Monday July 16, 2012
Changing times for women
WHETHER it was Romanian gymnast Nadia Comanechi earning a perfect 10 score in 1976 or American sprinter Florence Griffith-Joyner breaking the 100m record in 1988, women have always made their presence felt at the Olympics. Or have they?
In 1928 women were running the 800m race for Olympic Gold. It was won at world record pace. Several athletes collapsed at the finish. Male officials were horrified at the unlady-like exertion and banned the event! It took 32 years for the International Olympic Committee (IOC) to allow women to run more than half a lap again.
When they did in 1960, the 800m winner was Lyudmyla Shevtsova of the Soviet Union. Greater distances soon followed. In the mid 1970s, the first big star of women’s middle distance running emerged from the Soviet Union. Tatyana Kazankina won both the 800m and 1,500m in 1976.
Muslim women had it even tougher. Nawal El Moutawakel had a lot to overcome. She was the first Moroccan and Muslim woman to win a gold medal.
“For Muslim girls, any activities outside the house are very hard for us. My parents would have to give their permission if I wanted to do any sport. It was important that my parents trusted me.
“My father always had to accompany me when I went for training, especially if I was participating in a national competition. He would always tell me that one day I would become a world champion, and that with God’s help, the eyes of the world would see that an Arab girl could make it,” said El Moutawakel.
In Los Angeles, El Moutawakel qualified for the final of the 400m hurdles.
“As I ran, I had this feeling of responsibility towards Morocco, and her people who were starved of victory. I saw my father, may he rest in peace. And I said to myself you must win, you must come first. So I ran with rage in my heart.”
El Moutawakel’s victory made her the best-known and most popular figure in her home country.
The widening of the circle of Olympic events has given a sporting chance to new nations over the years. Indonesia, up to a point, had little success. Then badminton joined the Games in 1992. Susi Susanti of Indonesia met the Korean Bang Soo-Hyun in the final.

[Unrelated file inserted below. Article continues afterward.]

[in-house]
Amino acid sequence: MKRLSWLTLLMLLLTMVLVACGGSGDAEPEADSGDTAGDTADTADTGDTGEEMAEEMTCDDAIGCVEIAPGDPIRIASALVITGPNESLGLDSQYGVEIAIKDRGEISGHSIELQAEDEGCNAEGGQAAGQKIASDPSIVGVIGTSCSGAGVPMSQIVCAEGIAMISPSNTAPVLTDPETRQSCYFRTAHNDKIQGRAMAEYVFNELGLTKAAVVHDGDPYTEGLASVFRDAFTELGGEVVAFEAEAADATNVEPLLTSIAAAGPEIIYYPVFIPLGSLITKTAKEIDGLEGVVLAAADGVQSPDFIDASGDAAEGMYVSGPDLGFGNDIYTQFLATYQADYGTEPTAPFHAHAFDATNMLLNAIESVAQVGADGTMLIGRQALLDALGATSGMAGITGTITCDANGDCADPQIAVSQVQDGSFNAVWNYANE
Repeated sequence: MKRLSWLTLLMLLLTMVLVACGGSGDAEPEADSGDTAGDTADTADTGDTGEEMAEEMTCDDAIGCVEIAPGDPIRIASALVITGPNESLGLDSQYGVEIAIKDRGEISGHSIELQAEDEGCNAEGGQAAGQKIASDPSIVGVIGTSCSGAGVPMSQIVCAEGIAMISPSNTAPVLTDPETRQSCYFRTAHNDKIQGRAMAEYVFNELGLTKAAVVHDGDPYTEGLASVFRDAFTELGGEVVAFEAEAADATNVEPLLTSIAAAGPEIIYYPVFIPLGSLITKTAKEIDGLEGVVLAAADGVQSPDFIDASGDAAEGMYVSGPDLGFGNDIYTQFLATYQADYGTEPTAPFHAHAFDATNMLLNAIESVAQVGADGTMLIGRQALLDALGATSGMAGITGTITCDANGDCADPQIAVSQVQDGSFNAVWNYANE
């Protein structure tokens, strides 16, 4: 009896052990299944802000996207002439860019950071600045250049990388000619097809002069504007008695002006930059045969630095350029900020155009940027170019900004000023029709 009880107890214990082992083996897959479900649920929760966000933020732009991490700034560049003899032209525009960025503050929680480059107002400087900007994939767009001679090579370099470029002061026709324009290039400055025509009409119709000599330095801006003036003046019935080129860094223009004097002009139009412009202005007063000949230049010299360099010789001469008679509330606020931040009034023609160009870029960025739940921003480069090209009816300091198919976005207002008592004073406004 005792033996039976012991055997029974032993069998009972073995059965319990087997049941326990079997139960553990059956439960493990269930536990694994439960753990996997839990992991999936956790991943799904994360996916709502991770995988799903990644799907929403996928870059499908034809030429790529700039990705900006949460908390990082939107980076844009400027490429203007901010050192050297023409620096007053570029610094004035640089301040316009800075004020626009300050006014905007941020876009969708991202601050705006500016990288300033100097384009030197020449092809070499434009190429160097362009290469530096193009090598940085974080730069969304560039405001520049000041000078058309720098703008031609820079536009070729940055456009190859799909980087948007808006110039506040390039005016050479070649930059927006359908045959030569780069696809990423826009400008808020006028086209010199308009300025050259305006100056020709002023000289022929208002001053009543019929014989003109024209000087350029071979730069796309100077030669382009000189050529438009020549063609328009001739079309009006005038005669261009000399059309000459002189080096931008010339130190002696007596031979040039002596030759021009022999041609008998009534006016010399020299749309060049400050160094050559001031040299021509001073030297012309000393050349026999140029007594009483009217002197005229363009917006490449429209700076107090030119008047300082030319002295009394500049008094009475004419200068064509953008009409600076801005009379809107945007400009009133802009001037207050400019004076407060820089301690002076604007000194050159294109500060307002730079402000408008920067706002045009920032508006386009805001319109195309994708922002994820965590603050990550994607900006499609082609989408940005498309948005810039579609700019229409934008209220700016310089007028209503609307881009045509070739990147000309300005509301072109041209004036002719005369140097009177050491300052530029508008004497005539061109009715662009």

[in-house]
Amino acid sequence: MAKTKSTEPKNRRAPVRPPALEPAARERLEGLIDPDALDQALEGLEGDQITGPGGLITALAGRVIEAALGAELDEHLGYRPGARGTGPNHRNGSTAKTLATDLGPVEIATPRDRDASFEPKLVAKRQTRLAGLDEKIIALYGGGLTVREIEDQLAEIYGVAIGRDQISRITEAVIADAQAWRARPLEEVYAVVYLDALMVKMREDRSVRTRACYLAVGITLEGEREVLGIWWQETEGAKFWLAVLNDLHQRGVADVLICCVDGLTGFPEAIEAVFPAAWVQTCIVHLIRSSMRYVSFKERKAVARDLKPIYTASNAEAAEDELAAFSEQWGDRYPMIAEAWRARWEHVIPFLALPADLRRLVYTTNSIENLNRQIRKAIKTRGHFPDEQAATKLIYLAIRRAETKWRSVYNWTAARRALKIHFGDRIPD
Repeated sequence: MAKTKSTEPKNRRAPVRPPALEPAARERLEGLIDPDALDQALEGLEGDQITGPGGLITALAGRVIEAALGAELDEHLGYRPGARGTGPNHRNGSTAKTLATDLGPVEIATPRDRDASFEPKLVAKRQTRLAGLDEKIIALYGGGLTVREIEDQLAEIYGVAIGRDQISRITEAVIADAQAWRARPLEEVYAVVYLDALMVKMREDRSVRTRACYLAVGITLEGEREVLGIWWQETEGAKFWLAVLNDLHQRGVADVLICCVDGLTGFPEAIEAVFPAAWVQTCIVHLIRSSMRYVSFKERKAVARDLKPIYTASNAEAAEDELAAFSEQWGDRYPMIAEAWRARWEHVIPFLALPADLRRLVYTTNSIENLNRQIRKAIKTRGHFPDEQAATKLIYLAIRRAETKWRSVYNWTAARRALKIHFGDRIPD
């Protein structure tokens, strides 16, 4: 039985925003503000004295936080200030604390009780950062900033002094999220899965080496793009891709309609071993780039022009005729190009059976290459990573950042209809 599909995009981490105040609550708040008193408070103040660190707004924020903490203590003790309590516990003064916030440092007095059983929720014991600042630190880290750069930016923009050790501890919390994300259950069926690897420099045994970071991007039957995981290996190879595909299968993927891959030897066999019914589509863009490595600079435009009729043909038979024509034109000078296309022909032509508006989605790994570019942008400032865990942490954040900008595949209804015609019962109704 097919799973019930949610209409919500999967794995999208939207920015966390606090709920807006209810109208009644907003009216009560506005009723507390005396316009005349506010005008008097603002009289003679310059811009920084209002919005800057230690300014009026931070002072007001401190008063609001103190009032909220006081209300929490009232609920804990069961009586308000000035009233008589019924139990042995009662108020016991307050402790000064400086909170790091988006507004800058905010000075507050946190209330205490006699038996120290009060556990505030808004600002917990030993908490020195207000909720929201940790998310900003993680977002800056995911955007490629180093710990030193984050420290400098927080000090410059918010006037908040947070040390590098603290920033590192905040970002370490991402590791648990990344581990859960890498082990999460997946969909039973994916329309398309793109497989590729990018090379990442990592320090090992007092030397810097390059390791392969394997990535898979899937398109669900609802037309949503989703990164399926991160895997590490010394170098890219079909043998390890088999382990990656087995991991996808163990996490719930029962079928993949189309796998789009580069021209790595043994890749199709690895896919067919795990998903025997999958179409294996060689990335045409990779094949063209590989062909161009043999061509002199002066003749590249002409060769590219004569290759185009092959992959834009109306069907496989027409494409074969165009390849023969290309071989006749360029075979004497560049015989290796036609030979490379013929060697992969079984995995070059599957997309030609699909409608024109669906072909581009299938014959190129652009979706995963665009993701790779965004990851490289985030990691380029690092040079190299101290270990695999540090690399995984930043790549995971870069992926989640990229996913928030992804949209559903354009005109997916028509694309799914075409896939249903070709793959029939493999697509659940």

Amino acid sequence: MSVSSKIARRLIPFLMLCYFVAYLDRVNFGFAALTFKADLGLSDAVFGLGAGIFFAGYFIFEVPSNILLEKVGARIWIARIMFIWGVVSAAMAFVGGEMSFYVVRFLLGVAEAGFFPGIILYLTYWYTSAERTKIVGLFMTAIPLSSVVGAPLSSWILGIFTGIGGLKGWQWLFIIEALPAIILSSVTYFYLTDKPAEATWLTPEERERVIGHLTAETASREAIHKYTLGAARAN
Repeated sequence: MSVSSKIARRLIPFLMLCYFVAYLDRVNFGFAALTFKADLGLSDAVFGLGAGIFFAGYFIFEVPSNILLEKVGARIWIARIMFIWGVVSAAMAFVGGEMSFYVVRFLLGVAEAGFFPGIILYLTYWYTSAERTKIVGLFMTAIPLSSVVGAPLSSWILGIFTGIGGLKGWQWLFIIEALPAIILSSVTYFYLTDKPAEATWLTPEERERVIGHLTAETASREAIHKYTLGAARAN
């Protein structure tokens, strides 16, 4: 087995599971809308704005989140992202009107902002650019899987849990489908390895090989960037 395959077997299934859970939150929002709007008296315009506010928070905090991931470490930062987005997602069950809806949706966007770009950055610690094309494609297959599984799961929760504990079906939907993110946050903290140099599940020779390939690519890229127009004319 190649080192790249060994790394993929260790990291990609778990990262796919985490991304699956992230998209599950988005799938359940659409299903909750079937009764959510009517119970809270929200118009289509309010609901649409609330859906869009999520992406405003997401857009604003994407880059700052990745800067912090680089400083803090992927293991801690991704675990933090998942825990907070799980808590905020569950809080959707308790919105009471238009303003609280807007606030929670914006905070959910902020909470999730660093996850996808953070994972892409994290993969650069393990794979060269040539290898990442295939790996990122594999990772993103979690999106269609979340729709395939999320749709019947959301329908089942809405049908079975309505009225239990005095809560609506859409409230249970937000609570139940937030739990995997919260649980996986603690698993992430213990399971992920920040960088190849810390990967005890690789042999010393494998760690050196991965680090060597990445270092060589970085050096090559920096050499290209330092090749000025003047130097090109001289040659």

“Was I certain to win? Not really. I had often met Bang Soo-Hyun before. Was I nervous? I was not that nervous, but of course, the tension was there,” said Susanti, adding, “I was very proud o win the first gold for Indonesia, and for the whole of South East-Asia.”
In 1998, China’s first love of table tennis was finally introduced to the Olympic programme. Since table tennis joined the games, Chinese women have won five out of the six gold medals available. They have made an impact on many other sports, too, though.
Perhaps the most impressive and most controversial progress made by Chinese women has been in swimming. In 1992, Zhuang Yong had the chance to win China’s first swimming gold in the blue ribbon event, 100m freestyle.
“At the time, I felt I had trained as much as I could. At that point, it depends on your performance on the day ... on luck,” said Zhuang Yong. Her luck held as she was China’s first gold medallist in the pool. A new super power had arrived.
From being non-existent in the 1896 Games, women’s participation in the Olympics has changed drastically over the last century, most significantly in the last 30 years.
There is, however, always room for further development and the IOC is dedicated to promoting women in sport. To this end, the Women and Sport Working Group was established in 1995 and has been a fully fledged IOC Commission since 2004.
“It’s a fundamental human right. Women are 50% of the world population, and they bring a lot of assets to sport. They bring their own personality, their own way of practising sport,” said Jacques Rogge, president of the IOC.
“I remember the eternal discussion of whether women were fit to run the marathon, I look at what they are doing now, they are running under 2:30 (two and a half hours) and good international times, even under 2:20. I mean, no one would ever have believed that 20 years ago.”
Towards the end of the 20th century, the number of women competing at the Olympics and the events open to them kept increasing with each successive Games.
With the addition of women’s boxing, the 2012 Games in London will have women competing in every sport on the Olympic programme for the first time in history.
“I’ve said that by 2020, women will flat out win marathons. It’s a matter of time and belief. So often we tell people, especially women, these are things you can’t do. I look forward to the day when a girl grows up believing in herself, not paying attention to the things that will hold her back so she can be free to be herself.
“The body is a remarkable thing and if we allow ourselves to explore the extent of what we can do and stop having barriers, stop saying women should do this, that or the other, there is a whole world of opportunity out there,” said Anita De Frantz, Olympian and first female vice-president of the IOC in 1997.
● Catch Story Of Women At The Games Pt 1 on ESPN (Astro Ch 812) at 9pm on Thursday.